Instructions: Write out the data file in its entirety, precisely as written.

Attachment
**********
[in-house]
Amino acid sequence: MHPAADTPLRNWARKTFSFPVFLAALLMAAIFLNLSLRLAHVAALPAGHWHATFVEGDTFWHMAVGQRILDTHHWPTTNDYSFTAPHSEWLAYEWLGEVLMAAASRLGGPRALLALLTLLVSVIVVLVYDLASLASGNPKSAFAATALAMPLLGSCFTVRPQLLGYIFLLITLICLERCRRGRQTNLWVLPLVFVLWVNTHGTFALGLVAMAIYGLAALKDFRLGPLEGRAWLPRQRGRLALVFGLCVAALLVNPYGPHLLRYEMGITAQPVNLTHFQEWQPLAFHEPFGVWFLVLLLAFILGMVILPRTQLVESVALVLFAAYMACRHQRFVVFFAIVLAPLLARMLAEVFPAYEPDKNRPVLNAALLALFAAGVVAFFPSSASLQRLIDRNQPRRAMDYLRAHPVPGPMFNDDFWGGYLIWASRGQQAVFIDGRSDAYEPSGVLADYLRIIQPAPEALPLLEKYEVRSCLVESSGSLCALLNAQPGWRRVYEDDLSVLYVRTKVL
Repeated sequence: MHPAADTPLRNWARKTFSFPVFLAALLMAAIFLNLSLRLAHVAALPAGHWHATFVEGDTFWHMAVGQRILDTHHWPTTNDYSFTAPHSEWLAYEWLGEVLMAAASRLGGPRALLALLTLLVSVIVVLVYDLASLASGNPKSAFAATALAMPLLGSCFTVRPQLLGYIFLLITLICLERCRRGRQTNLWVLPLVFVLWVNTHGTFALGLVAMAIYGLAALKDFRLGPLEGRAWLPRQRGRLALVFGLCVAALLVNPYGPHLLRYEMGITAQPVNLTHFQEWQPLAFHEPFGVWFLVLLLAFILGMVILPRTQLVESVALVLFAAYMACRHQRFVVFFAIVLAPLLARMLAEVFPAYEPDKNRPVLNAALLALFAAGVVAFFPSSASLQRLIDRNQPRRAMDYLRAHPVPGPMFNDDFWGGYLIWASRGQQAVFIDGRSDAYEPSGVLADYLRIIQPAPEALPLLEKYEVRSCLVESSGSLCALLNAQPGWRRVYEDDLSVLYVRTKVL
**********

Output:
[in-house]
Amino acid sequence: MHPAADTPLRNWARKTFSFPVFLAALLMAAIFLNLSLRLAHVAALPAGHWHATFVEGDTFWHMAVGQRILDTHHWPTTNDYSFTAPHSEWLAYEWLGEVLMAAASRLGGPRALLALLTLLVSVIVVLVYDLASLASGNPKSAFAATALAMPLLGSCFTVRPQLLGYIFLLITLICLERCRRGRQTNLWVLPLVFVLWVNTHGTFALGLVAMAIYGLAALKDFRLGPLEGRAWLPRQRGRLALVFGLCVAALLVNPYGPHLLRYEMGITAQPVNLTHFQEWQPLAFHEPFGVWFLVLLLAFILGMVILPRTQLVESVALVLFAAYMACRHQRFVVFFAIVLAPLLARMLAEVFPAYEPDKNRPVLNAALLALFAAGVVAFFPSSASLQRLIDRNQPRRAMDYLRAHPVPGPMFNDDFWGGYLIWASRGQQAVFIDGRSDAYEPSGVLADYLRIIQPAPEALPLLEKYEVRSCLVESSGSLCALLNAQPGWRRVYEDDLSVLYVRTKVL
Repeated sequence: MHPAADTPLRNWARKTFSFPVFLAALLMAAIFLNLSLRLAHVAALPAGHWHATFVEGDTFWHMAVGQRILDTHHWPTTNDYSFTAPHSEWLAYEWLGEVLMAAASRLGGPRALLALLTLLVSVIVVLVYDLASLASGNPKSAFAATALAMPLLGSCFTVRPQLLGYIFLLITLICLERCRRGRQTNLWVLPLVFVLWVNTHGTFALGLVAMAIYGLAALKDFRLGPLEGRAWLPRQRGRLALVFGLCVAALLVNPYGPHLLRYEMGITAQPVNLTHFQEWQPLAFHEPFGVWFLVLLLAFILGMVILPRTQLVESVALVLFAAYMACRHQRFVVFFAIVLAPLLARMLAEVFPAYEPDKNRPVLNAALLALFAAGVVAFFPSSASLQRLIDRNQPRRAMDYLRAHPVPGPMFNDDFWGGYLIWASRGQQAVFIDGRSDAYEPSGVLADYLRIIQPAPEALPLLEKYEVRSCLVESSGSLCALLNAQPGWRRVYEDDLSVLYVRTKVL